IE 11 is not supported. For an optimal experience visit our site on another browser.

Faced with 'bullying,' Lt. Col. Vindman retires from military

The claim that Vindman was subjected to "bullying, intimidation, and retaliation" by Trump is extremely easy to believe.
Image: Alexander Vindman
Lt. Col. Alexander Vindman arrives to testify before the House Intelligence Committee in the Longworth House Office Building on Capitol Hill on Nov. 19, 2019.Win McNamee / Getty Images file

One of the most dramatic and memorable moments of the congressional impeachment hearings came in November, when Lt. Col. Alexander Vindman addressed his father, who was born in the former Soviet Union.

“Dad, my sitting here today in the U.S. Capitol, talking to our elected officials, is proof that you made the right decision 40 years ago to leave the Soviet Union and come here to the United States of America in search of a better life for our family," he said. "Do not worry. I will be fine for telling the truth.”

By all appearances, Donald Trump didn't exactly agree. It's why Vindman, a Purple Heart recipient and Iraq war veteran who was due for an Army promotion, retired from military service today.

Former White House aide Alexander Vindman, a key figure in the impeachment of President Donald Trump, said on Wednesday he was retiring from the Army after suffering what his attorney described as campaign of "bullying, intimidation, and retaliation" by Trump.... Vindman confirmed to Reuters his decision to retire instead of becoming a colonel and wrote on Twitter that he and his family "look forward to the next chapter of our lives."

A statement from his attorney added, "After more than 21 years of military service, Lieutenant Colonel Alexander Vindman is retiring today after it has been made clear that his future within the institution he has dutifully served will forever be limited."

The announcement comes less than a month after the Washington Post reported that Vindman's military career prospects were "in jeopardy over what some officials fear could be White House retaliation for his role in last year’s impeachment inquiry."

Sen. Tammy Duckworth (D-Ill.) went to bat for the lieutenant colonel, vowing to hold up Army promotions until she was assured the White House wouldn't interfere with Vindman's advancement. The senator apparently never received any assurances, and Vindman decided to walk away.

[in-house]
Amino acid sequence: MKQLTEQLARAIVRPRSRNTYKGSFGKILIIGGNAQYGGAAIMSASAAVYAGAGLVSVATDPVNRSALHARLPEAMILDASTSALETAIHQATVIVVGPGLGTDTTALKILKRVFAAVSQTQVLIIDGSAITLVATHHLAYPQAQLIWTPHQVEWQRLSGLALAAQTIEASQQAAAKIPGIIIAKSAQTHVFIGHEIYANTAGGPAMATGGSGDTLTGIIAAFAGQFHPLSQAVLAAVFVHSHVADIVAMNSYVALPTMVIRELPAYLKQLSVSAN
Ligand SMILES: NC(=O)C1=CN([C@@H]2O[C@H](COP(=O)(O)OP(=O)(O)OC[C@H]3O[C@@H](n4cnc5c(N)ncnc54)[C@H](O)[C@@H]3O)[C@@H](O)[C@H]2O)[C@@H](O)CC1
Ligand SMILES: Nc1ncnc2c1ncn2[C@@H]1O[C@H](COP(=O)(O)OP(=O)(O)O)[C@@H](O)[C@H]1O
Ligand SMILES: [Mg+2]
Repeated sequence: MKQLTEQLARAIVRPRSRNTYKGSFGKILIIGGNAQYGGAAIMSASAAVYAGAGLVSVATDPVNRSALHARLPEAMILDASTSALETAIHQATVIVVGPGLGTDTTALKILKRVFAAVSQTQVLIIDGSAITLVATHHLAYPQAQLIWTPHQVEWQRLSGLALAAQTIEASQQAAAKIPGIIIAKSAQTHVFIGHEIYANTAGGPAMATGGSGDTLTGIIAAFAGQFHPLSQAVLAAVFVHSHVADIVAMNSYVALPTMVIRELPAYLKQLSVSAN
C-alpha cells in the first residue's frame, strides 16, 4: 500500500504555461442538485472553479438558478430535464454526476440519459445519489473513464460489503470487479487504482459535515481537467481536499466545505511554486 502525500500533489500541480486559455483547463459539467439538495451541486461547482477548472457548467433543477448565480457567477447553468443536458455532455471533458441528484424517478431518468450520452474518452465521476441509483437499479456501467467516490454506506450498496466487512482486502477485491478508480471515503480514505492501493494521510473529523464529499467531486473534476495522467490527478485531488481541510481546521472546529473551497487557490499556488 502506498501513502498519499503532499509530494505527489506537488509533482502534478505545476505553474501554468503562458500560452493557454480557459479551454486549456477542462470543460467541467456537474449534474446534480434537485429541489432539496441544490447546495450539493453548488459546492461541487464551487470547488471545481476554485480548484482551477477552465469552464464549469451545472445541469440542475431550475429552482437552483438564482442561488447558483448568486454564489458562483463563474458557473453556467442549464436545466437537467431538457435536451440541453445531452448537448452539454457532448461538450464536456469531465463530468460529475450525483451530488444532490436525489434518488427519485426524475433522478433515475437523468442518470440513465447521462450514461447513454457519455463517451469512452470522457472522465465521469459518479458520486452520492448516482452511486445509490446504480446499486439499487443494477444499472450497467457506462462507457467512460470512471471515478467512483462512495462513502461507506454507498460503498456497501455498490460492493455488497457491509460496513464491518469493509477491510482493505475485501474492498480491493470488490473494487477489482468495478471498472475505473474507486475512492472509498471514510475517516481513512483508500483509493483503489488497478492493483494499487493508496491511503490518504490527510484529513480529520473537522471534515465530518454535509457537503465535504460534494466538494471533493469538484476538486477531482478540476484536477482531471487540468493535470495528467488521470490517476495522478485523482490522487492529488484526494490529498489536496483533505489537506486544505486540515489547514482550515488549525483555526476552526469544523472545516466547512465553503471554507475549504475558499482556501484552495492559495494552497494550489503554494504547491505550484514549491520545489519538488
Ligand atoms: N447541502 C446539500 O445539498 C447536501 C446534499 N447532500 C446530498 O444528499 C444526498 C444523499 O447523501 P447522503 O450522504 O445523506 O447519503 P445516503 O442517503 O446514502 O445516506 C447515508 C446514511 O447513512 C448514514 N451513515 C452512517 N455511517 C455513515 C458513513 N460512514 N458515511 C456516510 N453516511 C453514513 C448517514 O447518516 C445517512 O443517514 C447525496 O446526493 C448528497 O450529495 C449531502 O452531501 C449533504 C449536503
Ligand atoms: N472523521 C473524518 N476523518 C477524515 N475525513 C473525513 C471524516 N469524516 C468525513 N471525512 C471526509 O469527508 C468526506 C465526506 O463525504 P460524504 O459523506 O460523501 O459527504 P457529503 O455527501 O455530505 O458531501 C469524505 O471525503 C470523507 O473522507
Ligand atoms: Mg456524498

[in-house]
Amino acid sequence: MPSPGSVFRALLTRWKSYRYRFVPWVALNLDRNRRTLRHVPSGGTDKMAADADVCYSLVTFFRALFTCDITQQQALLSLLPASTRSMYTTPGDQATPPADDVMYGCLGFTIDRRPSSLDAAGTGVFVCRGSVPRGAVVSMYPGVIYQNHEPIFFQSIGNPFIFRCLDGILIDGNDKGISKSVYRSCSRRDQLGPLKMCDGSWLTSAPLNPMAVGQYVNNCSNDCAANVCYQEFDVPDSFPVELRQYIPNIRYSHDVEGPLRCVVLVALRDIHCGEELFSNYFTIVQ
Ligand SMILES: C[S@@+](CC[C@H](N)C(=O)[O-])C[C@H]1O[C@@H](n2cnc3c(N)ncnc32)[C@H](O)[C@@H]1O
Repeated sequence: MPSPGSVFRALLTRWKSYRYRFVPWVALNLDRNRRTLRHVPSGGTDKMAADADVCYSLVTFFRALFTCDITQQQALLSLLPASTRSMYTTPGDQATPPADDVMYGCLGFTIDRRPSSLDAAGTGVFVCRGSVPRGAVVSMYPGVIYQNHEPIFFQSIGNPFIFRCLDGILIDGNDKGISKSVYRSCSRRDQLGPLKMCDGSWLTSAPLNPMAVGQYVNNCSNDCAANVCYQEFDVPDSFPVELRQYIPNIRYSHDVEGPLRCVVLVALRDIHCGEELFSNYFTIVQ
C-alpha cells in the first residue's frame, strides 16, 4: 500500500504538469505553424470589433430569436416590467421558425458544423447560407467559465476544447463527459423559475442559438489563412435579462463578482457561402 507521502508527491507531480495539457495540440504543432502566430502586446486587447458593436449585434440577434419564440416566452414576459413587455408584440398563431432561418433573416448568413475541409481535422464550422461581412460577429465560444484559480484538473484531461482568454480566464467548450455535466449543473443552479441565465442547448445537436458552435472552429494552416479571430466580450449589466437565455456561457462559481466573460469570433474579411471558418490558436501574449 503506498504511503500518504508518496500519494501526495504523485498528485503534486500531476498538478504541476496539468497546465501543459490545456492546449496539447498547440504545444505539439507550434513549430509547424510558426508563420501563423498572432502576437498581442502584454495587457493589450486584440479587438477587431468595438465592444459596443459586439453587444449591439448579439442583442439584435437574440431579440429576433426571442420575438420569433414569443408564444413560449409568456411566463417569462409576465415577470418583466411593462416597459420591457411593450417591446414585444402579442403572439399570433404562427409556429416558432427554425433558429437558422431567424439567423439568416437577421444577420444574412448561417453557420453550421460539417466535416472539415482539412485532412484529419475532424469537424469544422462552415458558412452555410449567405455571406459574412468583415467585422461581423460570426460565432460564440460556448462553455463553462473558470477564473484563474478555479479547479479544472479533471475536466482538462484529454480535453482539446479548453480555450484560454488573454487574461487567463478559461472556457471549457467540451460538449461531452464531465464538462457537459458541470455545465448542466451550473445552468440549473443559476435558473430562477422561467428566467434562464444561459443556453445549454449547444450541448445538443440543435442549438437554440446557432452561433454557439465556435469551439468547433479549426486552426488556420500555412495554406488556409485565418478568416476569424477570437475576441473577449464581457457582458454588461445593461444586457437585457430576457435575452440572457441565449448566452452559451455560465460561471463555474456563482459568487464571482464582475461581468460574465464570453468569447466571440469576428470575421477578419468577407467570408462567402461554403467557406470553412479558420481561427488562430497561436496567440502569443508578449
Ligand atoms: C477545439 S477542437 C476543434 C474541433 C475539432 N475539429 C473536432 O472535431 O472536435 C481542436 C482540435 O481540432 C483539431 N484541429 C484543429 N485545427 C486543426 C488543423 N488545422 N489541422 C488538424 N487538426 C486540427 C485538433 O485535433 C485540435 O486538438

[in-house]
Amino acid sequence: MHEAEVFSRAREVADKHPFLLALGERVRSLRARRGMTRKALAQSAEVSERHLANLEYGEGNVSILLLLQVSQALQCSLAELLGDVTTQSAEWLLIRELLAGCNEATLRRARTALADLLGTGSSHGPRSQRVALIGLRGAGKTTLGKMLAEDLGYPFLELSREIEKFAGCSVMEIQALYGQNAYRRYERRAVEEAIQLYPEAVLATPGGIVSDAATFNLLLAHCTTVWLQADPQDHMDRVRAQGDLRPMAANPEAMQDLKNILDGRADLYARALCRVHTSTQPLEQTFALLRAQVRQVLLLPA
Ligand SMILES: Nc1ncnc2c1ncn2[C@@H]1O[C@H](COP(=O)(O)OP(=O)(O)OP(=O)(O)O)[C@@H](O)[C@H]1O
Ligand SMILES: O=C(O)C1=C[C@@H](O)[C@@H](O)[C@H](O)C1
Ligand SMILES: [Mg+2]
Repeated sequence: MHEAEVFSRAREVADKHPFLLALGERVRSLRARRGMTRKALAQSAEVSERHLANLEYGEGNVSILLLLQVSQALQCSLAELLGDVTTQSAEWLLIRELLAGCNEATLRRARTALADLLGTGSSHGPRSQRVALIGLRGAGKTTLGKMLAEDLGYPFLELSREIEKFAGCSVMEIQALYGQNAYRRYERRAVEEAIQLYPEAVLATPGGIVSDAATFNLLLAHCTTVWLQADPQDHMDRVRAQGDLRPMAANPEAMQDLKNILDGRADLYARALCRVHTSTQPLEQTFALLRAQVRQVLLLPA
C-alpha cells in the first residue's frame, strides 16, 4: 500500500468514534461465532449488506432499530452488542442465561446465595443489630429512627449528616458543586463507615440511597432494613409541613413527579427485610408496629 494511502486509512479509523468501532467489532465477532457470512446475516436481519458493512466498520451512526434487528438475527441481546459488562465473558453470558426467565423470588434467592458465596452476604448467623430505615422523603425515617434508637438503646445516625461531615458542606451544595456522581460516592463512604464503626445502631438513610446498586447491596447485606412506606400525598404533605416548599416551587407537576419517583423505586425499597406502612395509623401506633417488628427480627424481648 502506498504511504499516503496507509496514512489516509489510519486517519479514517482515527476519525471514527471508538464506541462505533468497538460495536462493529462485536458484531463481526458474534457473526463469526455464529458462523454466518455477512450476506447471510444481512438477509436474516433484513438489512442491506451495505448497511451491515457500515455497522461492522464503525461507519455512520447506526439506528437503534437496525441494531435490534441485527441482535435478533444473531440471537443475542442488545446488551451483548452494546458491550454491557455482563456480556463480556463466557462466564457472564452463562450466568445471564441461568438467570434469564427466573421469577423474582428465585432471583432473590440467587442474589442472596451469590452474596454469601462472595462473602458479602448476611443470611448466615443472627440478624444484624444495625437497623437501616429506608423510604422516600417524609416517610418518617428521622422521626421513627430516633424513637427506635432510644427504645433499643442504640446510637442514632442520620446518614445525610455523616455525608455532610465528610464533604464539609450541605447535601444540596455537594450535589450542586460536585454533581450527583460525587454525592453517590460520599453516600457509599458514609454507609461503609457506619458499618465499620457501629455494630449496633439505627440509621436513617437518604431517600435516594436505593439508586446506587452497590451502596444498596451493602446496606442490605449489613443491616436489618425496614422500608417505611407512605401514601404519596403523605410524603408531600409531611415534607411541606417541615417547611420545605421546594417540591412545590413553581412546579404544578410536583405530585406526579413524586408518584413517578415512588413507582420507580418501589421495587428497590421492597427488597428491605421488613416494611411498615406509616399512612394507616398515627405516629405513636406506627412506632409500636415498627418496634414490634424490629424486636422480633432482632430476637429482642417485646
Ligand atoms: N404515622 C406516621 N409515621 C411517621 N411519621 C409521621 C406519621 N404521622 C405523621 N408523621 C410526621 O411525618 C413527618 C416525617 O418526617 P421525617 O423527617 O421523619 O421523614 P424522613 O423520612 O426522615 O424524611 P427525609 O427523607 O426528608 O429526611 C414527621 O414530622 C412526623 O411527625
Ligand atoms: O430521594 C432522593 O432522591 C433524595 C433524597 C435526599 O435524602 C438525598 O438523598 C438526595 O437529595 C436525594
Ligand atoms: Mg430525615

I suspect we haven't heard the last of this story, but the claim that Vindman was subjected to "bullying, intimidation, and retaliation" by Trump is extremely easy to believe.

Vindman first came to public light in October, when we learned that the lieutenant colonel -- at the time, the top Ukraine expert on the White House National Security Council -- heard the president try to extort Ukraine President Volodymyr Zelensky last summer. Vindman was so concerned by Trump's misconduct that he reported it to a superior and agreed to testify under oath about the controversy.

Almost immediately, Trump started taking shots on Twitter. Soon after, the president hinted that he had secret evidence against Vindman, which he would "soon" share with the media. Predictably, the information never materialized.

It wasn't long before the White House's partisan allies joined the campaign, with Sen. Ron Johnson (R-Wis.), among others, going after the decorated war hero's credibility. House Intelligence Republicans targeted Vindman's character and loyalties, while Sen. Marsha Blackburn (R-Tenn.) also took steps to try to smear him.

But it was Trump and his team who led the offensive. The president even took some time at a November cabinet meeting to take a few rhetorical shots at the lieutenant colonel, making a snide comment about Vindman appearing on Capitol Hill in uniform.

After the Senate's impeachment trial, and Trump's enemies list took shape, the story took uglier turns. The president started mocking Vindman, publicly and privately, before falsely accusing him of "insubordination."

Soon after, the retaliation campaign reached a new level when Vindman was ousted from his White House job.

Team Trump also removed Vindman's brother, Lt. Col. Yevgeny Vindman, an Army officer who also worked on the National Security Council staff. As we discussed at the time, Yevgeny Vindman, who goes by Eugene, wasn't involved in any way with the president's Ukraine scandal, but he's Alexander Vindman's brother, so Trump apparently decided he had to go, too.

The next day, Trump tweeted about Alexander Vindman's military rank, putting it in scare quotes as a way of demeaning Vindman's service.

Writing in The Atlantic, Ben Wittes reacted in a way that rang true: "The conduct for which his career has been attacked, what the president calls Vindman's 'insubordination,' was exceptionally brave truth-telling -- both in real time and later when Congress sought to hear from him. When that happened, Vindman did not shrink from the obligation to say what had happened."

As we discussed in February, Vindman did everything right. The decorated war hero served honorably, both on the battlefield and as part of the White House National Security Council, and instead of honoring his service, Trump went on the attack -- because Vindman dared to tell the truth.

I can only wish the White House served Vindman as well as he served us.